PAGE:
After jurors in the I. Lewis “Scooter” Libby perjury trial on Wednesday heard the defendant–on tape–cite Meet the Press host Tim Russert as his alibi, the alibi, using crutches, hobbled into the Washington courtroom and shot a hole in Libby’s cover story.
For three days, the jury had been listening to audio tapes of Libby’s two appearances before a grand jury in March 2004, when Libby repeatedly claimed that in July 2003, before the leak appeared that outed Valerie Wilson as a CIA officer, he knew nothing about her until Russert told him that “all the reporters knew” she worked at the CIA. Libby acknowledged to the grand jurors that weeks earlier Vice President Dick Cheney had told him that Valerie Wilson was a CIA employee, but he said that he had completely forgotten this and had learned about her “anew” when Russert passed him this gossip during a phone call. It’s an essential part of Libby’s tale. When the FBI and a grand jury were looking for administration officials who had leaked information on Wilson to reporters–and Libby was a potential target–Libby told the Bureau and the grand jury that he had not disclosed any information gathered from official sources; he had only shared with a few reporters a rumor he had picked up from Russert. And you can’t prosecute a guy for spreading gossip. Again and again, during his grand jury testimony, Libby pointed to Russert: he told me, and, boy, was I surprised.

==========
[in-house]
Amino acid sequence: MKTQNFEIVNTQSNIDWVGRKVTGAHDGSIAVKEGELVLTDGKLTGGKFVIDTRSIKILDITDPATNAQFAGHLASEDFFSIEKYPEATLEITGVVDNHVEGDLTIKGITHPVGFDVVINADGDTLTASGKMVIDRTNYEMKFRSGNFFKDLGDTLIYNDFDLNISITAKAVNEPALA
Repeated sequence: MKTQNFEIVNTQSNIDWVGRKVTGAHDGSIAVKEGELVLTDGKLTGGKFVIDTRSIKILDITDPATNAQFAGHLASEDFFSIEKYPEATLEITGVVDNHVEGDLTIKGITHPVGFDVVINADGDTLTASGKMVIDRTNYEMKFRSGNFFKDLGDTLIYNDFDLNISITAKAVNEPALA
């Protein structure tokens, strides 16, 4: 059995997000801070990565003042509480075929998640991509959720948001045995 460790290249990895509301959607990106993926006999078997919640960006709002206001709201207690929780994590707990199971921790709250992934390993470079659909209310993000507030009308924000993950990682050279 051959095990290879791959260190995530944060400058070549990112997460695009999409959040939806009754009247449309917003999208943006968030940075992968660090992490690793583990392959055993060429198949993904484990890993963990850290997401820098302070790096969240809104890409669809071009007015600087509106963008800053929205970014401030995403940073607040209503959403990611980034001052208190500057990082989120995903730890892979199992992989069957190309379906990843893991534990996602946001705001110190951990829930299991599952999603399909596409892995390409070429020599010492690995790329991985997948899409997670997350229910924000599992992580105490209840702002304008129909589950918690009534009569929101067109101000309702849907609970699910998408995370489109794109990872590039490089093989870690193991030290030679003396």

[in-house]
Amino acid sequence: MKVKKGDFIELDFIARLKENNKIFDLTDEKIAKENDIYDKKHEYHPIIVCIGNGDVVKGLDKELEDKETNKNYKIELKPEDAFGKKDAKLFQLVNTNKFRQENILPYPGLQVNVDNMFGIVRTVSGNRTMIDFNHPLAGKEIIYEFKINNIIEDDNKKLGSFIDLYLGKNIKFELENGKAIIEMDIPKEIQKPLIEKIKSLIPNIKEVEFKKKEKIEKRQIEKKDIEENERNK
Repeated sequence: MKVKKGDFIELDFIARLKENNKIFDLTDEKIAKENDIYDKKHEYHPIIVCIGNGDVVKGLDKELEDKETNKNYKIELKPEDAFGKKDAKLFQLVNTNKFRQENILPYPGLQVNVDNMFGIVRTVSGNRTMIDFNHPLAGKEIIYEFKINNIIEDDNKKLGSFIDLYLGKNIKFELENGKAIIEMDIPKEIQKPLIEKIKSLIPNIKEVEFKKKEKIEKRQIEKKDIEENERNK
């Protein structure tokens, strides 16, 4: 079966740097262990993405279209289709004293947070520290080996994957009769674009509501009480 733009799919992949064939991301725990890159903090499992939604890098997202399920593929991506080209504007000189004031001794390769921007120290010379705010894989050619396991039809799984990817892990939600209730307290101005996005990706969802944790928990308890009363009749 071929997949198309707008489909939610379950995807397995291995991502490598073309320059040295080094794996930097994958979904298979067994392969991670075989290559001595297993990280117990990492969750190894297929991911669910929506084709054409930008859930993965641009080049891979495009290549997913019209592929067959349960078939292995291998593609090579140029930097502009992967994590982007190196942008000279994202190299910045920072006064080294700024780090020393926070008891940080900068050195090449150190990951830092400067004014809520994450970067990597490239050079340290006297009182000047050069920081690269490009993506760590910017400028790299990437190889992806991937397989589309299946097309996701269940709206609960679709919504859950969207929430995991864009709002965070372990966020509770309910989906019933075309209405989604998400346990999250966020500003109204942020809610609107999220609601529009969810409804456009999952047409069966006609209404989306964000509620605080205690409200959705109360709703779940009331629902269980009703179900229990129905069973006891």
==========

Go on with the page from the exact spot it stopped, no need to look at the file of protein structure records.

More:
But on the stand, Russert told the trial jurors the opposite. Questioned by special prosecutor Patrick Fitzgerald for less than fifteen minutes, Russert said he had uttered no such thing to Libby. Russert also noted that it would have been “impossible” for him to have done so because at the time of the call–July 10 or 11, 2003, and days before Valerie Wilson’s cover was blown in a Robert Novak column–he knew nothing about her. Wilson’s wife never came up in the conversation with Libby, Russert testified. Libby had called him to complain that Chris Matthews, the host of Hardball was being too hard on Cheney’s office (and on Libby) as Hardball covered the controversy sparked by former Ambassador Joseph Wilson’s charge that the Bush administration had twisted the prewar intelligence.
Once Russert, with little elaboration, had punctured a main element of Libby’s story, Fitzgerald was done with the witness. Then came Ted Wells, a Libby attorney. His mission was clear: destroy the credibility of the fellow whom earlier in the day Libby had described (on the grand jury tape) as “one of the best newsmen, one of the most substantive of the news people.”